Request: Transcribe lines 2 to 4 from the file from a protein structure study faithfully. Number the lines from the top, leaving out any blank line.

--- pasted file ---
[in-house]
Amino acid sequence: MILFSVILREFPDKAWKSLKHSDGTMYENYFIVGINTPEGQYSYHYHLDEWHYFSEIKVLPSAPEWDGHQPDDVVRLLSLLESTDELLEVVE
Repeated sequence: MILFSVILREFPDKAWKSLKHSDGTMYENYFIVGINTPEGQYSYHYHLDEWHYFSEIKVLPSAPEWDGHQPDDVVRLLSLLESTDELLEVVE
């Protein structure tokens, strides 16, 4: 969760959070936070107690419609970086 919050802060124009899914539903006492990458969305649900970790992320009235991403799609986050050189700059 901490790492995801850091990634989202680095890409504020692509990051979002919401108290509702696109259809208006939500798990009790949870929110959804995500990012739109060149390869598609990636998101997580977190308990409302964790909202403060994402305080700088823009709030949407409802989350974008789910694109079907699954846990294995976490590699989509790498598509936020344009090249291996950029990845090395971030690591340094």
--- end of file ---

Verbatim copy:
Amino acid sequence: MILFSVILREFPDKAWKSLKHSDGTMYENYFIVGINTPEGQYSYHYHLDEWHYFSEIKVLPSAPEWDGHQPDDVVRLLSLLESTDELLEVVE
Repeated sequence: MILFSVILREFPDKAWKSLKHSDGTMYENYFIVGINTPEGQYSYHYHLDEWHYFSEIKVLPSAPEWDGHQPDDVVRLLSLLESTDELLEVVE
């Protein structure tokens, strides 16, 4: 969760959070936070107690419609970086 919050802060124009899914539903006492990458969305649900970790992320009235991403799609986050050189700059 901490790492995801850091990634989202680095890409504020692509990051979002919401108290509702696109259809208006939500798990009790949870929110959804995500990012739109060149390869598609990636998101997580977190308990409302964790909202403060994402305080700088823009709030949407409802989350974008789910694109079907699954846990294995976490590699989509790498598509936020344009090249291996950029990845090395971030690591340094």